A White House meeting convened by the Office of Science and Technology Policy in September 1997 brought together representatives from many United States government agencies that had responsibility for biological risks — whether natural, accidental, or intentional. The ostensible purpose was to discuss a report on epidemiological surveillance that Congress had required the Administration to prepare. But there was another objective – to identify the many different agencies and individuals who had some bearing on this issue, and to start introducing them to each other. Many of the attendees had never previously been in the same room. Their official responsibilities — which included human health, arms control, counterterrorism, emergency response, intelligence, agriculture, drug development, and battlefield biodefense – were diverse and largely non-overlapping. Up until then, there had been little reason for people with missions so different to have had reason to work together.
Lesson one from that meeting was that on this issue, they needed to. Preventing, detecting, mitigating, responding to, and/or recovering from disease outbreaks requires a multifaceted approach that draws on the skills and mission responsibilities of many different professional communities.
Lesson two was that it can be hard for people from very different backgrounds and perspectives to talk to each other, let alone work together. Two-thirds of the way through the meeting, participants realized that when one attendee mentioned “surveillance,” she was talking about epidemiology. Another understood the reference to be about wiretaps; a third, overhead photography. To the first, “response” meant immunization, to the second, kicking down a door, and to the third, an air strike.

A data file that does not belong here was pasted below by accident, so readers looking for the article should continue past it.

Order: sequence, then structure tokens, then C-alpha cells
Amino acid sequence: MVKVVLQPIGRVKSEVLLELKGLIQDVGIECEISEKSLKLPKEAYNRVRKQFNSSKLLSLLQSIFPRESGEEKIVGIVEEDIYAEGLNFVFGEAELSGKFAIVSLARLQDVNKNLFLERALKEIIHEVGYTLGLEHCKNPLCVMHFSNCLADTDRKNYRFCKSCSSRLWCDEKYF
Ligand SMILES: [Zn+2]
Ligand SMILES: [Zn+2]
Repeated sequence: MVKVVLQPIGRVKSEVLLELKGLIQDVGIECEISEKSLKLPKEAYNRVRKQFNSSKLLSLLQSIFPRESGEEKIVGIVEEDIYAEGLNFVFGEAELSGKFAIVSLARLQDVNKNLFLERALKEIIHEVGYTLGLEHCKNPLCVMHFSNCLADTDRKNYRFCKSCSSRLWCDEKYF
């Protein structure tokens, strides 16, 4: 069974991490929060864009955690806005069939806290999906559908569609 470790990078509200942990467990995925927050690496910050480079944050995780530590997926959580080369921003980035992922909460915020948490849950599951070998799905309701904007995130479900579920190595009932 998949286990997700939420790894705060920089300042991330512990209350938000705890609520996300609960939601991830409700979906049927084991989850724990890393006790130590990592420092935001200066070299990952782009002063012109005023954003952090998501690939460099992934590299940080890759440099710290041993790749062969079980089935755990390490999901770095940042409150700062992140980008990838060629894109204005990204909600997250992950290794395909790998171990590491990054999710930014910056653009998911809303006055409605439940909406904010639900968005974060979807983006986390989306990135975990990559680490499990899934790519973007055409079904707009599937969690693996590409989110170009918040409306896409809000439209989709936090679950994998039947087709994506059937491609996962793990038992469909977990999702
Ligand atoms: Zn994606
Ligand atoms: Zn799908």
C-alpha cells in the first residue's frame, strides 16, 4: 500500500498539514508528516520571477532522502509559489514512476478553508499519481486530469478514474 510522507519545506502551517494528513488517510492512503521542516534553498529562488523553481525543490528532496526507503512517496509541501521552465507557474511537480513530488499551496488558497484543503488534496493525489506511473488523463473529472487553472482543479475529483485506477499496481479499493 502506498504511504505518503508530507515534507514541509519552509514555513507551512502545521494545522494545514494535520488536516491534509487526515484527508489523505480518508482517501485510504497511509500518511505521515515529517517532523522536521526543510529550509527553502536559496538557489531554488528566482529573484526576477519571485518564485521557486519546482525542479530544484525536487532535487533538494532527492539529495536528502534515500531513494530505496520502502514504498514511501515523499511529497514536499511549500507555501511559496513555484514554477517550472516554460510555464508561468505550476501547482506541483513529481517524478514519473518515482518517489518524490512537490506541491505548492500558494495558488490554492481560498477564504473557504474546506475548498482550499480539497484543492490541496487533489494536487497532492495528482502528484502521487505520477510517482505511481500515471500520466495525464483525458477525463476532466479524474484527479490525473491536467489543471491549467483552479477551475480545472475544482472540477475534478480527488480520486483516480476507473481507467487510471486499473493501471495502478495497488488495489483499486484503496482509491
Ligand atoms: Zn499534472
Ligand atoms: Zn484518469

That meeting brought home the challenge of integrating the expertise and the efforts of many different professional communities in dealing with natural, accidental, and intentional biological risks. No single perspective is big enough to capture a problem that has so many aspects, and none of the relevant professional disciplines has the tools and the resources to deal with it alone. Each community is essential, but none is sufficient.
Couple the need for interdisciplinary collaboration and partnership with a mandate to work internationally. In a globalized world, disease organisms move at the speed of travel. With respect to outbreaks that are of deliberate origin, groups based in one country can acquire resources in a second, make preparations in a third, and attack a fourth – with the direct consequences extending beyond the attacked state, and the indirect consequences (i.e., travel and trade disruptions) extending still further. No single country has the competence – let along the resources or the interest – to handle such a problem by itself.
The Global Forum on Biorisks is a response to the global, interdisciplinary nature of biological threats. It provides the opportunity for each professional community that has a role in dealing with biological risk to examine how it should deal with the many aspect of this problem, and to learn from colleagues elsewhere. And it provides a space in which people from different perspectives can come together to complement each other’s approaches, or to uncover and work to resolve disagreements.
The Global Forum on Biorisks brings a wealth of technical capability to facilitate person-to-person interaction – the conversations, projects, task forces, committees, brainstorming sessions, exercises, joint studies, and other collaborative efforts that are needed to minimize overall risk, to focus attention on a problem that might not be anybody’s day job, and to address potential conflicts in mission or approach.
There are no guarantees on how to make good policy. But one can guarantee failure – and that’s by leaving important voices out of the conversation. The Global Forum on Biorisks hopes to avoid that pitfall, but it can only do so with your participation. Please request an account here.